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Sense and Sensibility

Roy Esaki

Like so many other students and faculty keenly interested in learning the social graces of our society, I invested an afternoon last Friday in the Stratton School for Charm, both as a student and a faculty member. Judging from the amount of public media interest (there was even a USA Today reporter at the event), there’s something intriguing about the premise of stereotypical, socially inept nerds taking classes like “Flirting 101.” The irony is a bit harsh, but as a whole, all of us, as MIT students and as members of a new generation of debutantes, could stand to benefit from being more conscientious about etiquette, manners, and societal protocols.

I’m not sure if the Charm degrees awarded can turn a college full of Steve Urkels into regular Rhett Butlers -- though I’m sure introducing oneself as a “certified Master of Charm” would make a pretty good pick-up line. Charm School was good for an afternoon of edutainment, but good manners and breeding arise from a constant self-awareness and desire to be more cognizant of one’s relation with society.

For the most part, one hardly needs formal education to be charming. Most of the concepts taught at the Charm School were plain common sense. Send thank you cards promptly. Close your mouth when you eat. Say please and thank you. Smile. Don’t spit in public. By the time we were six years old, we’d heard these rules thousands of times. It’s not hard to exercise good etiquette; just imagine yourself in the place of the person you’re interacting with, and think how you would react in their place. It’s just often difficult, especially for frazzled students, to remember to consider and appreciate the feelings and reactions of others.

To be sure, much of etiquette is comprised of arbitrary -- and arguably Eurocentric, sexist, and elitist -- rules and protocol. Knowing to use the utensils from the outside in is arbitrary but simple enough, but other rules, like cutting one piece of meat at a time, are quite inefficient and, I say, pointless. The iron-clad rule about looking at people in the eye when talking to them, lest you seem bored and disrespectful, always peeved me, as many Asian cultures would find such an act arrogant and insolent. True, when in Rome we must do as the Romans do, but in a culture that claims to appreciate diversity and sensitivity, more understanding should be given to people for whom averting one’s gaze is a natural sign of propriety.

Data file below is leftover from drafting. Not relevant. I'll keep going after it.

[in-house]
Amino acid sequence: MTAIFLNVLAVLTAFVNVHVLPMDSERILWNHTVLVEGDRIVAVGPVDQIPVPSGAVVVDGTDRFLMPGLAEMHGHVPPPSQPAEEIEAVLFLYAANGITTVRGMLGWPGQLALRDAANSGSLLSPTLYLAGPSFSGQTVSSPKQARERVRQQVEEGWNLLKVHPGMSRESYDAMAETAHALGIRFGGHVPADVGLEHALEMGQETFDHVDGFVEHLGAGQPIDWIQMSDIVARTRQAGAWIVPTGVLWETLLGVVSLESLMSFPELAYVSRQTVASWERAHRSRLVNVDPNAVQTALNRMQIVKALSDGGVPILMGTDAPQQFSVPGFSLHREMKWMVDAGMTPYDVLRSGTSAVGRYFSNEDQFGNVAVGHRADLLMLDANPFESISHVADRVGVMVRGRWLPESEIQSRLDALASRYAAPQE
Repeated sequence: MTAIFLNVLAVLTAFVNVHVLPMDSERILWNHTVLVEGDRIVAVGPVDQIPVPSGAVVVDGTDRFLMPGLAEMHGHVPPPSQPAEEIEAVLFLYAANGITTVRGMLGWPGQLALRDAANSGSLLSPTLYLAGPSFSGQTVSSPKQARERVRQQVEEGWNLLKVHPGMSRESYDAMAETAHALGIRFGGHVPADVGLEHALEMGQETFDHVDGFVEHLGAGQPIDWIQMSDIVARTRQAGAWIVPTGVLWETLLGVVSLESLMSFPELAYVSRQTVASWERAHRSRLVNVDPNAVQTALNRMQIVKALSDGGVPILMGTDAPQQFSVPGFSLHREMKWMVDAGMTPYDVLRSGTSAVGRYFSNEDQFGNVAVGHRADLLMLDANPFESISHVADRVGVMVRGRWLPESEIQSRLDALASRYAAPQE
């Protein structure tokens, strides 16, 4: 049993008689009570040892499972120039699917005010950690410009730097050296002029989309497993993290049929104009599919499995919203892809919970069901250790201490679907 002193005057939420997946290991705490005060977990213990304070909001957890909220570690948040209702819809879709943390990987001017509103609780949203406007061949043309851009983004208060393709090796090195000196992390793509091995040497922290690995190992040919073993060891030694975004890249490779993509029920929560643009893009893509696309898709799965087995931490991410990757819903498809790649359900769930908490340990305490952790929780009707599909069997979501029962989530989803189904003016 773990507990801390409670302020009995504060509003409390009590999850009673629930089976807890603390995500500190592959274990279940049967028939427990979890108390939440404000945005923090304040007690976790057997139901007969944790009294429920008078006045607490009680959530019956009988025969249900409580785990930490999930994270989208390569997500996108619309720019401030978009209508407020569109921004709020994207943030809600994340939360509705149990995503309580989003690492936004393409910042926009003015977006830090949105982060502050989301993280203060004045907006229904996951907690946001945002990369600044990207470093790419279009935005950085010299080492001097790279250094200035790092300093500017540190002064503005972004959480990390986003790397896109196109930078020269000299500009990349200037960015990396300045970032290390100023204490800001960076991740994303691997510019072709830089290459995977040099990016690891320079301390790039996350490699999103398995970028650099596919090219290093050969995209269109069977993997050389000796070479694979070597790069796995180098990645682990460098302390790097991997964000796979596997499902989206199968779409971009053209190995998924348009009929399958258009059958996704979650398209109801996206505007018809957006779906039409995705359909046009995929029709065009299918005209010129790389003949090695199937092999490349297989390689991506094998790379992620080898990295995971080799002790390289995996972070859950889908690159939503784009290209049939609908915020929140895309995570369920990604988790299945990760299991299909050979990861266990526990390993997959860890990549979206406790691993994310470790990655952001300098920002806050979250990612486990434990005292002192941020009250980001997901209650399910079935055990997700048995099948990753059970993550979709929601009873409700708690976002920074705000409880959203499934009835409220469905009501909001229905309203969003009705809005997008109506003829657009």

Then, of course, there are those chauvinistic gender-specific rules. There’s nothing wrong with courtesy; I think that holding a door open, pulling out a chair for a woman, or even offering to pay for dinner is an appropriate thing to do, though some feminists who assert a woman’s freedom from such acts of patronage may disagree. Still, rules of conduct about how women should wear knee-length skirts to cater to conservative middle-aged interviewers, or how they should always be introduced to men because the person of inferior social status should be introduced to the superior, are downright senseless and upsetting. Etiquette, being developed from ages of traditions and customs of “proper society,” can unfortunately be relics of a not-so-bygone era of gender and status-based patronage.

A charming person, naturally, shouldn’t be a backwards-thinking, stuffy prude who snubs those who fail to adhere to the bourgeois code of conduct. Hopefully, as college students, we don’t have to be concerned about being social elitists, though we must be vigilant against intellectual snobbery as we interact with the rest of our community.

A charming person can’t dismiss all social norms and rules as arbitrary and conformist. We share a culture with the free-thinking Silicon valley hotshots, who are popularly known for their Nerfball-throwing, every-day-a-Casual-Friday atmosphere where you can call your boss “Steve.” That’s a valid standard of manners and etiquette in itself, but one should always remember that the rest of society doesn’t always share this laissez-faire code of manners. We may not mind if our classmates and coworkers interrupt conversations to answer their “FÜr Elise”-playing cell phones, but there are a lot more people out there who do mind, and the responsible thing to do is to respect that. That, and you’re always more charming in a tux.